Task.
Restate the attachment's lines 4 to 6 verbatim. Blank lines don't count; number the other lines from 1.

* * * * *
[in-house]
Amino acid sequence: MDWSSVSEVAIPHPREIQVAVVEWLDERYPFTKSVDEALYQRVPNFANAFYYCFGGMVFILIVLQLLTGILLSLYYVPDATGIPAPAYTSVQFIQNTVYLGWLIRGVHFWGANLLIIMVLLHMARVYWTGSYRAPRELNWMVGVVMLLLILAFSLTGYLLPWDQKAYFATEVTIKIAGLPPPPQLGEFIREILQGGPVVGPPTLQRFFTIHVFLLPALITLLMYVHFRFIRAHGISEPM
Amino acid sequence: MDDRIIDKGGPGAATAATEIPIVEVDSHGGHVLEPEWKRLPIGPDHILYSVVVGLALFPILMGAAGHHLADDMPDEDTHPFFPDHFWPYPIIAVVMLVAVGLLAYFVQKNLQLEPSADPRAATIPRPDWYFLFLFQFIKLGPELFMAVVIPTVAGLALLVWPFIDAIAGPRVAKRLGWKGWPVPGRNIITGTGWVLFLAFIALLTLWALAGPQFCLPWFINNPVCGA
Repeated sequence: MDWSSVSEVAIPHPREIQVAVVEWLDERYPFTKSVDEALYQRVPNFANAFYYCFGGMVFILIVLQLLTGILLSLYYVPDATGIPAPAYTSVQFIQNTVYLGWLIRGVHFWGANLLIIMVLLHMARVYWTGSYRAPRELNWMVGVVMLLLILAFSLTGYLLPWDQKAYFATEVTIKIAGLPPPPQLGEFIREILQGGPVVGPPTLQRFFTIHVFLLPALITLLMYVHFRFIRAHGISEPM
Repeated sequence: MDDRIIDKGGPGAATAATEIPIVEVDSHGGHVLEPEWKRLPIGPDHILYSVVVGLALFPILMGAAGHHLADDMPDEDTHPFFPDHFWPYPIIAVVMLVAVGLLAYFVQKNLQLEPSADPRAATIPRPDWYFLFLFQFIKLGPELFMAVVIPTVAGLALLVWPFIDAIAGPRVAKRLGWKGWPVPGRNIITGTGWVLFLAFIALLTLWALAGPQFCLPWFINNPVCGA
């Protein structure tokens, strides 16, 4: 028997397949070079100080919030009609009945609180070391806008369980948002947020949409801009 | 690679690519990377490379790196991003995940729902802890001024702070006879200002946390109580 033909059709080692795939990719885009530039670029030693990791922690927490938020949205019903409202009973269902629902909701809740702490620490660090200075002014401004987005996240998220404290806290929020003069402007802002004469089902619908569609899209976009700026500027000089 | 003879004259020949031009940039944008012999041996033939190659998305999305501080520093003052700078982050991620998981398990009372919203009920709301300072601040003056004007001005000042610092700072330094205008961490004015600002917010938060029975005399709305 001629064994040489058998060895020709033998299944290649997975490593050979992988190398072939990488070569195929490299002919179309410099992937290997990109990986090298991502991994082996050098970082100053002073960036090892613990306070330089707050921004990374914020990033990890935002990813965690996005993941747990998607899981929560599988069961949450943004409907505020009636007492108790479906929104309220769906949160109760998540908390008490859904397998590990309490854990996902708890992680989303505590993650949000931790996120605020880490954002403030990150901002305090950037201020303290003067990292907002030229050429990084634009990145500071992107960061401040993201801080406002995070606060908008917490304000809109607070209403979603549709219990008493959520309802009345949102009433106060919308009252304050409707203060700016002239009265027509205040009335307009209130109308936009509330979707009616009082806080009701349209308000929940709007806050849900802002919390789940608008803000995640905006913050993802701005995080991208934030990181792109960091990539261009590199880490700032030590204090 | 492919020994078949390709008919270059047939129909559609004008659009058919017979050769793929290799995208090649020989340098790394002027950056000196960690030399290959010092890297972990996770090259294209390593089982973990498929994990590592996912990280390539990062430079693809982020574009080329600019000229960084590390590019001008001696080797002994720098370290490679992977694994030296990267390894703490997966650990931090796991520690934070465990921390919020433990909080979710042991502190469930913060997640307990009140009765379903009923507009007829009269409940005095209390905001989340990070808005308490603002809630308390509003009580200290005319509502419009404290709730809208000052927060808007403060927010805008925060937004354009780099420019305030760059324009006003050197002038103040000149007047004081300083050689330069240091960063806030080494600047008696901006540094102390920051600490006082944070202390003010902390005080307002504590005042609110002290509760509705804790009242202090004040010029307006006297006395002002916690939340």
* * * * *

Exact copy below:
Repeated sequence: MDWSSVSEVAIPHPREIQVAVVEWLDERYPFTKSVDEALYQRVPNFANAFYYCFGGMVFILIVLQLLTGILLSLYYVPDATGIPAPAYTSVQFIQNTVYLGWLIRGVHFWGANLLIIMVLLHMARVYWTGSYRAPRELNWMVGVVMLLLILAFSLTGYLLPWDQKAYFATEVTIKIAGLPPPPQLGEFIREILQGGPVVGPPTLQRFFTIHVFLLPALITLLMYVHFRFIRAHGISEPM
Repeated sequence: MDDRIIDKGGPGAATAATEIPIVEVDSHGGHVLEPEWKRLPIGPDHILYSVVVGLALFPILMGAAGHHLADDMPDEDTHPFFPDHFWPYPIIAVVMLVAVGLLAYFVQKNLQLEPSADPRAATIPRPDWYFLFLFQFIKLGPELFMAVVIPTVAGLALLVWPFIDAIAGPRVAKRLGWKGWPVPGRNIITGTGWVLFLAFIALLTLWALAGPQFCLPWFINNPVCGA
């Protein structure tokens, strides 16, 4: 028997397949070079100080919030009609009945609180070391806008369980948002947020949409801009 | 690679690519990377490379790196991003995940729902802890001024702070006879200002946390109580 033909059709080692795939990719885009530039670029030693990791922690927490938020949205019903409202009973269902629902909701809740702490620490660090200075002014401004987005996240998220404290806290929020003069402007802002004469089902619908569609899209976009700026500027000089 | 003879004259020949031009940039944008012999041996033939190659998305999305501080520093003052700078982050991620998981398990009372919203009920709301300072601040003056004007001005000042610092700072330094205008961490004015600002917010938060029975005399709305 001629064994040489058998060895020709033998299944290649997975490593050979992988190398072939990488070569195929490299002919179309410099992937290997990109990986090298991502991994082996050098970082100053002073960036090892613990306070330089707050921004990374914020990033990890935002990813965690996005993941747990998607899981929560599988069961949450943004409907505020009636007492108790479906929104309220769906949160109760998540908390008490859904397998590990309490854990996902708890992680989303505590993650949000931790996120605020880490954002403030990150901002305090950037201020303290003067990292907002030229050429990084634009990145500071992107960061401040993201801080406002995070606060908008917490304000809109607070209403979603549709219990008493959520309802009345949102009433106060919308009252304050409707203060700016002239009265027509205040009335307009209130109308936009509330979707009616009082806080009701349209308000929940709007806050849900802002919390789940608008803000995640905006913050993802701005995080991208934030990181792109960091990539261009590199880490700032030590204090 | 492919020994078949390709008919270059047939129909559609004008659009058919017979050769793929290799995208090649020989340098790394002027950056000196960690030399290959010092890297972990996770090259294209390593089982973990498929994990590592996912990280390539990062430079693809982020574009080329600019000229960084590390590019001008001696080797002994720098370290490679992977694994030296990267390894703490997966650990931090796991520690934070465990921390919020433990909080979710042991502190469930913060997640307990009140009765379903009923507009007829009269409940005095209390905001989340990070808005308490603002809630308390509003009580200290005319509502419009404290709730809208000052927060808007403060927010805008925060937004354009780099420019305030760059324009006003050197002038103040000149007047004081300083050689330069240091960063806030080494600047008696901006540094102390920051600490006082944070202390003010902390005080307002504590005042609110002290509760509705804790009242202090004040010029307006006297006395002002916690939340």